If you own a home, chances are you’ll encounter a broken pane of glass at some point. If you have kids, pets, or an idiot husband (or neighbor), those chances go up quite a bit. Our dogs broke the first three panes of glass I had to replace. I broke the next three. The first I broke with an extension ladder. The last two I broke trying to reglaze them.
The cracked pane in the photo above was broken at some point during the last three years. It might have been cracked when we bought the house, but I can’t remember. This particular pane was in one of the upper window sashes in the window bank in our front room. Since I’m restoring those windows, I figured I’d go ahead and replace the broken pane. Hopefully I won’t need to replace any others in this bank. We’ll find out as I reglaze those. Removing the old glazing sometimes results in broken glass.
The video above shows how I removed the old glazing compound from the broken window pane. For the windows I’m restoring, I’m replacing ALL of the glazing compound. While glazing compound lasts a really long time (50 years or more), it had finally worn out on my windows and was falling apart. When that glazing cracks or chips, water can get behind it and rot the window sashes, the window frames, your floors, etc. Now if you’ve got new aluminum or vinyl windows, you shouldn’t have old-fashioned glazing compound. Since I don’t have that type of window, I can’t speak for certain, but I think you’ll have caulking or strips of sealant.
That glazing compound starts off feeling very similar to playdoh, maybe a little softer. Once it’s applied and cures on the window pane, it hardens to a consistency similar to cement. It is very hard and does its job extremely well if you take care of it. That includes painting it carefully and regularly (each time you paint your house or windows).
To remove the old compound, I use a stiff putty knife with a beveled edge. Place the edge of the putty knife completely flat on the glass and move it under the glazing compound. It will require a good amound to pressure, so be very careful not to lift the putty knife off of the glass. If you press a point of the knife into the glass with enough force to remove glazing compound, you can very easily break through the glass.
But the glass is already broken. Why don’t we just break it and pull out the pieces? You can do that. It’ll get the job done. But you’ll still have to remove the old glazing compound from the window sash with a putty knife and now you’ve got broken glass all over the place. I try to keep the shards of glass that can stick in my skin to a minimum.
After you’ve cleaned up the old glazing compound, you’ve got to find and remove the old glazing points. They’re little diamond-shaped shards of metal that hold the glass in place in the window sash. They are put in place using a point gun very similar to a staple gun. I pull them out using needle-nosed pliers. After you’ve got the points out, you can remove the old glass. The only things holding that glass in place are little shards of metal and some hardened playdoh. Remove those things and the glass comes right out.
Go to the hardware store and get some glass cut to fit the hole in your sash. You can get the glass cut an eighth to a quarter of an inch smaller than the hole. If you get it cut to the exact dimensions and the sash is a little out of square, the glass won’t fit. If it doesn’t fit, you can’t trim it down. You’ll have to get another piece cut.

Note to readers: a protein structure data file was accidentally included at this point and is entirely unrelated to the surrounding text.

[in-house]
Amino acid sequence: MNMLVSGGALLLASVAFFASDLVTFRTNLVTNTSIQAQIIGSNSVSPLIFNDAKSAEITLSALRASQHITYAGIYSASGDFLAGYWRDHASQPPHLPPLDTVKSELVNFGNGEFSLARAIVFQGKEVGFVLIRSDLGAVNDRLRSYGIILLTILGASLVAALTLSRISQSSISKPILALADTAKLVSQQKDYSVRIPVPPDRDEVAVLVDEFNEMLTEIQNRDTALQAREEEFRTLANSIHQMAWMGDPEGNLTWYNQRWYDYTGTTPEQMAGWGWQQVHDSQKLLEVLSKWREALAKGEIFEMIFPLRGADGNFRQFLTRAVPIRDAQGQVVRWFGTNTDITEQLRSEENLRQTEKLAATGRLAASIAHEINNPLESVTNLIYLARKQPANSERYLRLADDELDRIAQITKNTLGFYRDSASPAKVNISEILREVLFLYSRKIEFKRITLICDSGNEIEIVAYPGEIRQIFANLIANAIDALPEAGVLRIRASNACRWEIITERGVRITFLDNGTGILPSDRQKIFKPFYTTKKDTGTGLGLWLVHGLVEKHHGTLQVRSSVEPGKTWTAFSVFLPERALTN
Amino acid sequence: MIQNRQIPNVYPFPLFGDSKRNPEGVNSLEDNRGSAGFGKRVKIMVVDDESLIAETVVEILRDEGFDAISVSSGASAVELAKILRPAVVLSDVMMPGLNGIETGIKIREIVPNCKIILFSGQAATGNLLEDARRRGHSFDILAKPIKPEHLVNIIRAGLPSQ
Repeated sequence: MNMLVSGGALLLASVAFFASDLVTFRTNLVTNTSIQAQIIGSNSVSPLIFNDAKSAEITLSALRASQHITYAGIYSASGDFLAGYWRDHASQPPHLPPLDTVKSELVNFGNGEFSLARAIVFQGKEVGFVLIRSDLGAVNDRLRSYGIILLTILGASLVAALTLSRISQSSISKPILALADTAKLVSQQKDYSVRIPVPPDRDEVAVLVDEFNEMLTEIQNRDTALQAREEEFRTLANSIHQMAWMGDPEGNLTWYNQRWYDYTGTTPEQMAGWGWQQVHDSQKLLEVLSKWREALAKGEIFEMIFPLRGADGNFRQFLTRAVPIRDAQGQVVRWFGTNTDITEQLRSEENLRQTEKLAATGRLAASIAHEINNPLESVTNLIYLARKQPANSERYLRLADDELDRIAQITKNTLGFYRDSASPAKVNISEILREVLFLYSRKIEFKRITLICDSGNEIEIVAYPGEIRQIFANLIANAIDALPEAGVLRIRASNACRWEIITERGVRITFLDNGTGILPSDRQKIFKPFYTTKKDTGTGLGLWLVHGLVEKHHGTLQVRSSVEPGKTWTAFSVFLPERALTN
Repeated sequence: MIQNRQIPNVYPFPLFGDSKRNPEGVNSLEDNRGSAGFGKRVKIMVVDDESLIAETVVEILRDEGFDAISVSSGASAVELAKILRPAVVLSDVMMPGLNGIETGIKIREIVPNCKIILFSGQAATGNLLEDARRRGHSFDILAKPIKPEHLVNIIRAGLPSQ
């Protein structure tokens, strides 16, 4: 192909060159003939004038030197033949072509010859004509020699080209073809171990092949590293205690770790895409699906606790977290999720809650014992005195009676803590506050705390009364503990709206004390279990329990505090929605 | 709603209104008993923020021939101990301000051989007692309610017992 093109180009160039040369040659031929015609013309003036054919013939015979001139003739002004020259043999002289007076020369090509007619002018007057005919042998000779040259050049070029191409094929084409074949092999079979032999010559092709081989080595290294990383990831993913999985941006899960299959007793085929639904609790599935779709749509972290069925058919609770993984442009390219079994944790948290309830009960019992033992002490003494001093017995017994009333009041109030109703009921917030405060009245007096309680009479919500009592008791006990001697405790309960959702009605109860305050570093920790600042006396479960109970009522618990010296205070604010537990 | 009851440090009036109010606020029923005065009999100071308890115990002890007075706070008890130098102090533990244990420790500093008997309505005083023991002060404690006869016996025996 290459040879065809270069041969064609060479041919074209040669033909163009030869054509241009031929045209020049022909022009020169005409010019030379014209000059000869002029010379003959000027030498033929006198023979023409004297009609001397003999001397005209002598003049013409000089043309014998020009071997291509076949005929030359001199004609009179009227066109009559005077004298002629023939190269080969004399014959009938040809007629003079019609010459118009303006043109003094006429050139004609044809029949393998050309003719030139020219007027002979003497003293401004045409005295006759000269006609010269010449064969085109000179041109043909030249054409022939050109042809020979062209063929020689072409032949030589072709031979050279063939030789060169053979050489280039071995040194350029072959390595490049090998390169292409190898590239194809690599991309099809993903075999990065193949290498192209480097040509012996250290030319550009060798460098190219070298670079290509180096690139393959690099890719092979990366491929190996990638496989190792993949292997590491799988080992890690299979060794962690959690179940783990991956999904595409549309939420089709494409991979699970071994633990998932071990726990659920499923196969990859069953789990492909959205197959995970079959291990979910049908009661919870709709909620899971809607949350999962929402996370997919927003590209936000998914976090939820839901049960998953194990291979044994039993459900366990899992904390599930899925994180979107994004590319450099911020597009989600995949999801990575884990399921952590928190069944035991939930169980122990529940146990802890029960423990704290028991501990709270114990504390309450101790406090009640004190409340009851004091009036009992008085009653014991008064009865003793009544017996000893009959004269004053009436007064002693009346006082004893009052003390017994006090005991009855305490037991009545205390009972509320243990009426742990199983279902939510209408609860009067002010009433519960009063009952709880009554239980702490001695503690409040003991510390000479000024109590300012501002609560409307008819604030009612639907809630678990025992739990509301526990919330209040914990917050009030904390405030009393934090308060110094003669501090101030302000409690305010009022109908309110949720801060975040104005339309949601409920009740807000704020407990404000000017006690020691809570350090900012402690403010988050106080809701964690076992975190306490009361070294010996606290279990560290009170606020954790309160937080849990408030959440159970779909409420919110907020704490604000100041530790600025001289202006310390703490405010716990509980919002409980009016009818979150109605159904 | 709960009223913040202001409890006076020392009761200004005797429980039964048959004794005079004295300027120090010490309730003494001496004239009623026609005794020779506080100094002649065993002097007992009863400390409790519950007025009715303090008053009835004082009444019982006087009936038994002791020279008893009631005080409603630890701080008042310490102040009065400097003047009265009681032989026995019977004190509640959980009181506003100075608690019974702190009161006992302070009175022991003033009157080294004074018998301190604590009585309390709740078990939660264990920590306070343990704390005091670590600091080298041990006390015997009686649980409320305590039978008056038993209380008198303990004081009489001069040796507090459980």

Since I don’t have a glazing point gun, I use push type glazing points. They’re much bigger than the old points and are therefore harder to cover with glazing compound. They’ll also make it much easier to crack your new glass. You can see the technique in the photo above. Using a glazing knife or putty knife. Once again, hold the knife perfectly flat and use as small an angle as possible. What I mean is that you should hold the knife almost like it’s laying on the glass. If you apply downward pressure while you’re pressing the glazing point into the wood, you can very easily crush the glass right on the edge. You’ll then have to start over with a new pane of glass. I’ve done that several times. I’d recommend buying two panes if this is your first time, just in case.
Above, you can see a new glazing point properly installed. It’s flush with both the glass AND the wood. These panes were 28 inches tall by 6 inches wide. I used one glazing point in the middle of each short side and three points on each of the long sides. Stay away from the corners. They are extremely easy to break. Come about 4 inches away from the corners on the long sides before you apply your first point.
DAP ’33′ glazing compound is what I use to seal my window panes. I’m not sure if there are other products that’ll work, as this is the only glazing compound the hardware stores in my area carry. The technique for applying it is shown in the video below: I take a little in my hands, roll it into a thin snake, and press it around the edges of the glass. I then use a glazing knife to shape it and clean it up. This technique took a while to perfect, so plan to try multiple times on your first window repair.
According to the packaging of DAP ’33′, you’re supposed to let it skin over for a week or so before you paint it with an oil based primer. I got into a discussion at the hardware store about this because the sales staff was sure that the pros paint the compound on the same day they replace the glass. I’m sure they do. Since you’re doing this yourself, you can follow the manufacturer’s directions and wait before you paint. The compound should last longer.
If you’re interested in much more detail, but Terry Meany’s book, Working Windows. That’s the book I used to learn how to restore our windows. It’s fantastic. Thanks for reading. -Robby